GRAND BOULEVARD — An ambitious Black-led digital archive center planned for the King Drive corridor won support from residents at a meeting last week, but the group may need to find some parking nearby to win the alderman’s support.
Obsidian Collection, the team behind the much-anticipated renovation of the Lu Palmer mansion at 3654 S. King Drive, shared their vision for the project at a June 30 public meeting as they push to get the property rezoned for commercial use.
With parking already a hassle on the major thoroughfare, some neighbors worried the plan doesn’t include a way to handle additional traffic created by the center.
To address this, the Obsidian team tapped Kinley Horn, a transportation and engineering firm, to conduct a study on community impact.
The study found that 45 percent of the 310 parking spaces in the area would be available during peak hours of operation. Kinley Horn engineer Emma Alvers told the group the mansion’s proximity to public transit would have “a negligible impact” on traffic.
Angie Ford bought the mansion in April 2021 in hopes of having a mid-2022 grand opening. But she struggled to get a hearing with the zoning board to change the property’s designation from residential to commercial, and accused Ald. Sophia King (4th) of holding up progress.
But the alderwoman countered that the zoning change was “very rare,” adding that it would be similar to “moving Soho House next to your home.”
The two women briefly clashed during the 90-minute virtual meeting after King addressed the reasons for the delay.
“I’ve never seen zoning take five days let alone five months, but I think every process is different. Most zoning requests from our office are for one, perhaps two items of change but with this [project] there are several things being considered here,” said King.
A frustrated Ford responded by saying that vision never changed but the opportunity to present the vision didn’t happen.
“It’s been ‘Please can I get a meeting? Please can you follow up on this?’ There needs to be a published process to show what you need to go through,” Ford said. “Had I ever been given a chance to just present this, you would’ve seen the continuity. My vision for Obsidian House hasn’t changed in this two-year journey at all.”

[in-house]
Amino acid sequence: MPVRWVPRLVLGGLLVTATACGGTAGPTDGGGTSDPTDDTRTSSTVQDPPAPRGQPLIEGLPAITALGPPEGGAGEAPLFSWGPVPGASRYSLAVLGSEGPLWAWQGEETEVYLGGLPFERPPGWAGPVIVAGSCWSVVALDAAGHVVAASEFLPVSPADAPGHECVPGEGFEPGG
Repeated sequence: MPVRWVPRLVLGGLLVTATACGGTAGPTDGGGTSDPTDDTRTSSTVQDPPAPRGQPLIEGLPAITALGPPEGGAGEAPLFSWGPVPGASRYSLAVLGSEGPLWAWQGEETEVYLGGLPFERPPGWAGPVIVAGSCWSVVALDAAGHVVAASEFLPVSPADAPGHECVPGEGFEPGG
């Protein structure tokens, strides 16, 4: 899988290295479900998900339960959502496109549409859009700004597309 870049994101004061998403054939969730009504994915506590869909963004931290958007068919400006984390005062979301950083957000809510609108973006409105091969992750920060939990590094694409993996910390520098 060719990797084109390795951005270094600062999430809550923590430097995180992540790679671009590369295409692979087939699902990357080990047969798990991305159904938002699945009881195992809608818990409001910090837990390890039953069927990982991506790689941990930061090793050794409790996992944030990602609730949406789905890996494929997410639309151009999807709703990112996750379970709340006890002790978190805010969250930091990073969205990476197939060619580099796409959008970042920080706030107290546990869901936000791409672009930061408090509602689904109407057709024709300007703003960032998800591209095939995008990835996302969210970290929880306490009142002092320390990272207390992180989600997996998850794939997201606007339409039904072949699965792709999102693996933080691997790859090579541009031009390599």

That vision calls for a private, members-only space similar to The Wing, where creatives can share a co-working space or gather for meetings and events while enjoying an onsite cafe with small bites and nonalcoholic beverages. Two apartments would be available for visiting scholars and artists.
The mansion would also serve as a physical home for Obsidian’s Black media archives, a venture Ford and her team launched in 2017. The nonprofit got its start by organizing images from the Chicago Defender’s archives.
Though the meeting ended before all questions were addressed, King said she’d talk with Ford soon to discuss next steps once she’s had “time to reflect.”
The Bronzeville mansion was completed in 1888 for Justice D. Harry Hammer, according to Preservation Chicago. The group listed the home on its list of Chicago’s “most endangered” buildings three years ago, citing its vacancy and disrepair.
Lu and Jorja English Palmer purchased the home in 1976 and lived there until Lu Palmer’s death in 2004. They worked to boost political participation among Black Chicagoans during their three decades in the home, founding Chicago Black United Communities in 1980 and the Black Independent Political Organization in 1984.
Lu Palmer was a reporter, columnist and radio talent who made stops at the Defender, the Daily News, WVON and other Chicago outlets. A powerful organizer, he “was the glue that connected the community” during Washington’s campaign, Rev. Jesse Jackson told the Tribune upon Palmer’s death.
Along with her husband, Timuel and Zenobia Black, and other community leaders, Jorja oversaw the voter registration drive that swept Harold Washington into office as Chicago’s first Black mayor in 1983. She died in December 2005.
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